Diez’s next assignment was with the Community Oriented Policing Services, or COPS, teams as part of the department’s “use of prevention, intervention and enforcement techniques,” per the LASD website. The team’s work with local stations to address “quality of life” issues can include everything from gang-related crime like graffiti to outreach programs. This was Diez’s first of several tours with the Compton station, which had him assigned to what’s called a “High Impact Team,” considered a “proactive” force that went on patrols and operations, as opposed to responding to service calls.
After about a year, Diez said he was fortunate to gain another experience working on gang suppression with Operation Safe Streets’ Gang Enforcement Team.
While the HIT work would put Diez in contact with a number of different types of crime, the GET allowed him to focus on one of his primary motivations for joining the department — working to stop gang-related crime.
While Diez worked in areas that have reputations for prolific gang crime, like Compton and South Los Angeles (which was formerly Lennox Station), and areas known for their safety and million-dollar properties like the Lost Hills/Malibu and Santa Clarita stations, he found parallels in all communities.
“I mean, it doesn’t matter where you work, if you just treat people with respect — firm, but fair with people, is what I tell the deputies out here … and treat people with respect, and you’ll develop those relationships. I think that’s universal of any city, any area, any station I’ve ever worked.”
After working with the gang detail in Compton, Diez was promoted to sergeant, and served at the Lancaster station, drawing on experience from working with a number of different agencies through his various assignments.
“I think that, really what I learned from there — I was young, of course, working in a city that, at the time, had a lot of gang violence. … I just learned how to talk to people and build those relationships. And again, that’s everybody, that’s a random community member, that’s outside entities like L.A. County mental health; that’s probation; that’s parole; that’s gang members. That’s anybody, just learning how to interact with people and form those relationships.”
Change in assignment
After spending a couple of years working as a patrol sergeant in Lancaster, Diez returned to COPS as a parole compliance sergeant for a year, and then returned to the High Impact Team, which he worked for about nine months, before heading to administration for the Sheriff’s Department, working in Internal Affairs.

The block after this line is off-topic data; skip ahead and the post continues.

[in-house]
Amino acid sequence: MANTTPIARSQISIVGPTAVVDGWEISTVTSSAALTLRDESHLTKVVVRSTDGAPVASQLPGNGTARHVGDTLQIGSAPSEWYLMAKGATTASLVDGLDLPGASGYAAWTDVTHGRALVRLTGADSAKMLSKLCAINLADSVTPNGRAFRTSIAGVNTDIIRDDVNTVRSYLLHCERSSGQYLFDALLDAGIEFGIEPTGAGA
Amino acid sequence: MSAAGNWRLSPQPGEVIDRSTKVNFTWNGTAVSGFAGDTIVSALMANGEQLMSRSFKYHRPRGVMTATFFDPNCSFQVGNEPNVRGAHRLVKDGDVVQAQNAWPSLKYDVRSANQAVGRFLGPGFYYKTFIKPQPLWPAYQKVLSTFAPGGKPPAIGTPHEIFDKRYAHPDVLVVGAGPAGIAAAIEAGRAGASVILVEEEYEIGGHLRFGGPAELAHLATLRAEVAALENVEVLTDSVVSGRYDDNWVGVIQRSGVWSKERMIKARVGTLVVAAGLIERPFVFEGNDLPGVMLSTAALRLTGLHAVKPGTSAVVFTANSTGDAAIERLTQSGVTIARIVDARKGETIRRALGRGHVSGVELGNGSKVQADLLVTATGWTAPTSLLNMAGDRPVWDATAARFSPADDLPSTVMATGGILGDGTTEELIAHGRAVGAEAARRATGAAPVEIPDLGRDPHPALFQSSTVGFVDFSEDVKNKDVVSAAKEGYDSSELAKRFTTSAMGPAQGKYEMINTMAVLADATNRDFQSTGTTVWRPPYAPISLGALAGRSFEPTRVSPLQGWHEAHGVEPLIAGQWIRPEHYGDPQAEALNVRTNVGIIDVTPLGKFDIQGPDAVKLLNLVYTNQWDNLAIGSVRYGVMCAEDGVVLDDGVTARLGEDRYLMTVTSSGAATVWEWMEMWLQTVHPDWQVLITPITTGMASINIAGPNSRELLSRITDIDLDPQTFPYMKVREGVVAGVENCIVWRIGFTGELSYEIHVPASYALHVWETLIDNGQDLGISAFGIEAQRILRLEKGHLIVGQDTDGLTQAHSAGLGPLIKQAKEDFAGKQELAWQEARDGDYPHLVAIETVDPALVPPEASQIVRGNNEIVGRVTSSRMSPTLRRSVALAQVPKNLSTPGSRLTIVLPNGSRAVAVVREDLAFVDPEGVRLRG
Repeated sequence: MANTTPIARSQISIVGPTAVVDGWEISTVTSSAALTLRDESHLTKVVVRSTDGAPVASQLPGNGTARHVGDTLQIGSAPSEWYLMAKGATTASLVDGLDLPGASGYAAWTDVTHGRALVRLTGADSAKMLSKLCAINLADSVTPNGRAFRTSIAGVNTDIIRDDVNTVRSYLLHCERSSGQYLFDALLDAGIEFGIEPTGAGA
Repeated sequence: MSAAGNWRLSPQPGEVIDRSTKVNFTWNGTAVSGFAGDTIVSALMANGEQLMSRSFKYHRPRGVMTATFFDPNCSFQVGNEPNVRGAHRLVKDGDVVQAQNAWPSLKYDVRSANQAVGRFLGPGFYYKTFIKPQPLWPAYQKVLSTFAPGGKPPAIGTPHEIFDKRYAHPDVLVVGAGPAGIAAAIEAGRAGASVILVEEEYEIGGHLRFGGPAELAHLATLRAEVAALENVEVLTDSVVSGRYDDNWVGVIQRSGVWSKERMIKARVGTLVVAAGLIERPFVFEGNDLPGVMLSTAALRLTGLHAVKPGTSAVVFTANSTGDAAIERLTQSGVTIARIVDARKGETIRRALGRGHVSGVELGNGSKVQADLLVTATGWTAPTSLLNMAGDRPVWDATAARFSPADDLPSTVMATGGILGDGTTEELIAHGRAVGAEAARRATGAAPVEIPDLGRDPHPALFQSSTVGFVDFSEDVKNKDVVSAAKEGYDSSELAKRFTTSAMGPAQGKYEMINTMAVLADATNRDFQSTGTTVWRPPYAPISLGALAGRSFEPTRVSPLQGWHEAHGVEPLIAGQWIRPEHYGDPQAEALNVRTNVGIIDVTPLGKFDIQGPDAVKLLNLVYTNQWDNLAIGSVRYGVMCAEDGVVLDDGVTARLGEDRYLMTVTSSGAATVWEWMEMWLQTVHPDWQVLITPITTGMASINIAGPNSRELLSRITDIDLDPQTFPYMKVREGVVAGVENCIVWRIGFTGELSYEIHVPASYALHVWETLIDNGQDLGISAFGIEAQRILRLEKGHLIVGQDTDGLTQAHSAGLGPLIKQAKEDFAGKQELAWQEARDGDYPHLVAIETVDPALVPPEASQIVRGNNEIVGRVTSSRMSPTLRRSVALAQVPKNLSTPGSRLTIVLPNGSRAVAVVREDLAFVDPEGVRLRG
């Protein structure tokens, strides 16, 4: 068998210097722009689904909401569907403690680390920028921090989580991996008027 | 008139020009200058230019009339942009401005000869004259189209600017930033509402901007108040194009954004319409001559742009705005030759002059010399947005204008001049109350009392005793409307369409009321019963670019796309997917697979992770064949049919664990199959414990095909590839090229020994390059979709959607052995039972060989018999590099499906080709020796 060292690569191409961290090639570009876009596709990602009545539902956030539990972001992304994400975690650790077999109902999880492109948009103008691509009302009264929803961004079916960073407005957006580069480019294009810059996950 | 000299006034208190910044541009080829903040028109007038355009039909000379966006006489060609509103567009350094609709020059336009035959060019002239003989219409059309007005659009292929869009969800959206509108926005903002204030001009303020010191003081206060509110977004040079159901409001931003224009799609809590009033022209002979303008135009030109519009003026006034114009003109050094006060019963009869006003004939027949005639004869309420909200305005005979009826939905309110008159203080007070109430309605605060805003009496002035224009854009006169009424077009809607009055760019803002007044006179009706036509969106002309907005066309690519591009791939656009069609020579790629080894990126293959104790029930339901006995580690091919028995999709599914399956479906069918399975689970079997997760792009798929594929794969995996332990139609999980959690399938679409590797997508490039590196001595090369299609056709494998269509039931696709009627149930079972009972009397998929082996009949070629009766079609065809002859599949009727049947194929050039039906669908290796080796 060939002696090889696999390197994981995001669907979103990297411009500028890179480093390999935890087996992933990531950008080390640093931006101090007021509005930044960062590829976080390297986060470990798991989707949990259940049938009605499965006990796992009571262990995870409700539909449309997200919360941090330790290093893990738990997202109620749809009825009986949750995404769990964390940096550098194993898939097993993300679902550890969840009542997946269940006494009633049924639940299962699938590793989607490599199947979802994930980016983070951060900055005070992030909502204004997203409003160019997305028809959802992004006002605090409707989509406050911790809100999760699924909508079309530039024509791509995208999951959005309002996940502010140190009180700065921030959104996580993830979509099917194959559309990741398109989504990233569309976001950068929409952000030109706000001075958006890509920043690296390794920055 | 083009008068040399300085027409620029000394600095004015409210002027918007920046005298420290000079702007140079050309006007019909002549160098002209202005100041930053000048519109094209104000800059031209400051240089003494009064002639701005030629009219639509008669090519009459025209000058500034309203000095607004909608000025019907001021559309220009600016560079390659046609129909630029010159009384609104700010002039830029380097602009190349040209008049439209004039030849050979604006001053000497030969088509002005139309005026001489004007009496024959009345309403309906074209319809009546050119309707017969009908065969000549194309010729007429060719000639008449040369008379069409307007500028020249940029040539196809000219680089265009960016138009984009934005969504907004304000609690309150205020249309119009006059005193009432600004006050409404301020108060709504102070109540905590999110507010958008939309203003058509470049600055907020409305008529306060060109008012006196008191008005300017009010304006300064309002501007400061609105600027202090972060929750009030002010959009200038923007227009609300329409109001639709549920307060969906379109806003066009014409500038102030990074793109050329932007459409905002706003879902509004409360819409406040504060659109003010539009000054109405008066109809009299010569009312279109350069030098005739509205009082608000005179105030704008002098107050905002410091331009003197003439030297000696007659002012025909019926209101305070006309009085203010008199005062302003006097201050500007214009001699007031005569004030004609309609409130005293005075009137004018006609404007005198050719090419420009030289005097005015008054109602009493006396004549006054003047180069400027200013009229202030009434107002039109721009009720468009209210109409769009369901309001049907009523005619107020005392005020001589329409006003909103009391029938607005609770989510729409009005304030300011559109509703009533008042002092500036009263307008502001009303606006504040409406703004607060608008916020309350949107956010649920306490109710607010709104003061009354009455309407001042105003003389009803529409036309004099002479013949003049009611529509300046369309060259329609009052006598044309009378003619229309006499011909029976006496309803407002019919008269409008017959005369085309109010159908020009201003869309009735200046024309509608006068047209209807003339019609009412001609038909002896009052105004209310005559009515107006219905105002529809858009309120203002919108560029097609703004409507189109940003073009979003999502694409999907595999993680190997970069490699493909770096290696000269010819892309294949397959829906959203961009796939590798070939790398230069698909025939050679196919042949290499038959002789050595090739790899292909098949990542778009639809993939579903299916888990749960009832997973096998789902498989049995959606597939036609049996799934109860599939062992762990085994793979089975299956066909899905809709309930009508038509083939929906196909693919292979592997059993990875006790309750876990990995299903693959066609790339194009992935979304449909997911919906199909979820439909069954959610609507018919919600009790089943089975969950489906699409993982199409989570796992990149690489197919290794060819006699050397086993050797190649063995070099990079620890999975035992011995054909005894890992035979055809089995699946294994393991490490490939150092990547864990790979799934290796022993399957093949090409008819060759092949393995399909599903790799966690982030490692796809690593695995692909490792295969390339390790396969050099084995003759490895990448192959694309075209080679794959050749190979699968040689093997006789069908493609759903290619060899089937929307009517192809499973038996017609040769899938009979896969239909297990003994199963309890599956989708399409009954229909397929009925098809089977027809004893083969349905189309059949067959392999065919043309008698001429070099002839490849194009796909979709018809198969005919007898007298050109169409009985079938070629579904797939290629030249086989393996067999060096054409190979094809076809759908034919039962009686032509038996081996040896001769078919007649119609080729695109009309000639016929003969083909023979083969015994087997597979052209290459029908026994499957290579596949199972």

His new Internal Affairs assignment was a little different than what he was used to, but he credited it with giving him more of a “global” view of the department, as well as a much greater understanding of policy and procedure.
After a promotion to lieutenant in June 2015, Diez, who had also obtained a master’s degree at that point, returned to Lancaster as a watch commander, the person who supervises deputies actively on patrol for the station.
He then briefly returned to Internal Affairs, and then came to Santa Clarita as operations lieutenant in June 2017, which is essentially the No. 2 to the captain, serving under then-Capt. Lewis. Diez met Lewis when the two worked overtime together not long after the Chatsworth courthouse opened in 2002, describing Lewis as a mentor.
Before coming back to the SCV as captain, he served as aide to Chief Dennis Kneer, who oversees the North County Patrol Division, and then a relatively short stint as watch commander at Lost Hills/Malibu, before he was named to the SCV Station in March.
Diez said he was very grateful for the large show of support the station receives on a daily basis, and shared that when it’s safe to do so, he looks forward to being able to host community events, as well as ride-alongs, in order to maintain a robust outreach effort.
“It’s all about building relationships,” Diez said, “and to be successful in whatever job you have, certainly building those relationships along the way with different entities in the Sheriff’s Department, different entities outside the department, really, really benefit you down the road.”